One synth that tracks the purchasing power parity of USD/ CNY ; another that tracks GBP/ EUR using the Big Mac Index of the Economist.
[GitHub - TheEconomist/big-mac-data: Data and methodology for the Big Mac index]
These assets should question the performance of GB after the Brexit and the rivalry of China and the US. The index is compiled twice a year. A marketing bonus could be an article in the Economist.
Would anybody be interested in launching this synth?
Thanx Tomo for bringing up the idea.
I think thats a really cool idea, and yeah, an article in the Economist would be amazing.
Would a twice a year update be sufficient for a price feed tho?
One specific problem for using the big mac index for a Euro/GBP synth is that it seems Belgium is an outlier in the Eurozone with a big mac at $5.09, while most (all?) of the rest Eurozone is priced at $4.99.
I guess this would need to be a Big Mac Index Future, recursively referencing its own price (a la uGas) until it ultimately settles on expiry after the Big Mac Index is published?
Indeed the low granularity makes the Big Mac price a cute wrapper around a forex pair, to state it bluntly. Forex pairs need leverage to be interesting for traders.
I think we could easily take the median price and thus probably leave Belgium out. Another thing is that I always take a meal as a separate Big Mac is relatively pricey.
The initial thought was to track the Purchasing Power of USD and not the PP parity to another currency. Although 20% of the total supply was created last year alone, the demand for the USD seems to be ever growing too. Both in forex markets and crypto it is completely dominant. China first needs to establish the Yuan as a reserve currency by becoming as transparent as the Fed.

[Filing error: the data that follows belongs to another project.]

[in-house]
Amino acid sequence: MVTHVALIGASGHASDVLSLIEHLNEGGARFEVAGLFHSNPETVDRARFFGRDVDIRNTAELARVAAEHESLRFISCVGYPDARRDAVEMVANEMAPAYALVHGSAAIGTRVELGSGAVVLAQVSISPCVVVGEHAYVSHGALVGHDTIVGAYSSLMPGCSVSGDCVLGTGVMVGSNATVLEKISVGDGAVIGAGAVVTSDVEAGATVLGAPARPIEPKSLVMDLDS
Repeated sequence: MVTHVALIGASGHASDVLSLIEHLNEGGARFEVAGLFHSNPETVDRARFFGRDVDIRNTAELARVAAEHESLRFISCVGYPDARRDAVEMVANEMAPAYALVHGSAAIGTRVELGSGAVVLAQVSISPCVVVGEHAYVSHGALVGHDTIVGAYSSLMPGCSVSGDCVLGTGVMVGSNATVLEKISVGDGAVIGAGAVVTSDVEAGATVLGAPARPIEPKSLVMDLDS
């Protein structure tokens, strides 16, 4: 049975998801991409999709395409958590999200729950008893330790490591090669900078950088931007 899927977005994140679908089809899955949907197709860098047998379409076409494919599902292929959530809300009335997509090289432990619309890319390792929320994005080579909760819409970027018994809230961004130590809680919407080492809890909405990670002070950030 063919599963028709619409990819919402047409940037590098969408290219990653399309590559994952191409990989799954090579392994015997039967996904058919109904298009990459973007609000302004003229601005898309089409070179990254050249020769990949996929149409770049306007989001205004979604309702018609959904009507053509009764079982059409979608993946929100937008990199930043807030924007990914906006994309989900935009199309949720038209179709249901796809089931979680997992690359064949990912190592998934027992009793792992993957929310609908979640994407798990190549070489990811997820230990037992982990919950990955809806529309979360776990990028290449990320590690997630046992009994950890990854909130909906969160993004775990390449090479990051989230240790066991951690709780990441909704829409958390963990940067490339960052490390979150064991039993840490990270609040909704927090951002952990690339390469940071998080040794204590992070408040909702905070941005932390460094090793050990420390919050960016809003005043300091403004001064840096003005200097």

Hi Pemulis, thanks for your reply! I think they just take the exchange values at the time of compiling unlike uGas where a median price is calculated. But surely this could be done also. Would it make the synth more interesting do you think?
Ah right - so you effectively have a relatively stable metric to compare two other currencies against.
Like you say, its very cute, the ideal hamburger themed meme coin, and backed by a mainstream economics publication, and very simple and easy to understand.
I may be biased, but I think a Euro/GBP pair would be most interesting. The effects of Brexit are already being seen in the UK, shoppers are complaining of higher supermarket prices, import taxes are kicking in and businesses are going to the wall because of the additional paperwork and delays. A lot of it is going under the radar because the Covid crisis is taking centre stage.
Thanks Mhairi! I did some research after I read your comment. There is no extra tax on food imports from the EU by the UK. But there are border controls and these will potentially have a price effect. Good news is that Big Mac’s beef comes from the UK and Ireland. Nearly half of the fresh vegetables come mostly from the EU and frozen potatoes, such as chips, are 99 percent imported from the EU, from the Netherlands and Belgium. The UK imports 48% of its food.
The UK has a starker decline of the GDP than the Euro-area, -11.3% vs -7.8%. The forecasts should be taken with a pinch of salt as we’ll see how the pandemic progresses. UK’s GDP seems more volatile, in November a 5.5% rise for '21 was expected vs 4.2% in the Eurozone.
Both EU’s Big Mac price as well as UK’s are average prices. I checked Germany (4.56€) and Cyprus (3.60€). In London one costs 3.49 GBP although the recently published Index had 3.29 GBP as price. Big Mac’s were less expensive in the UK.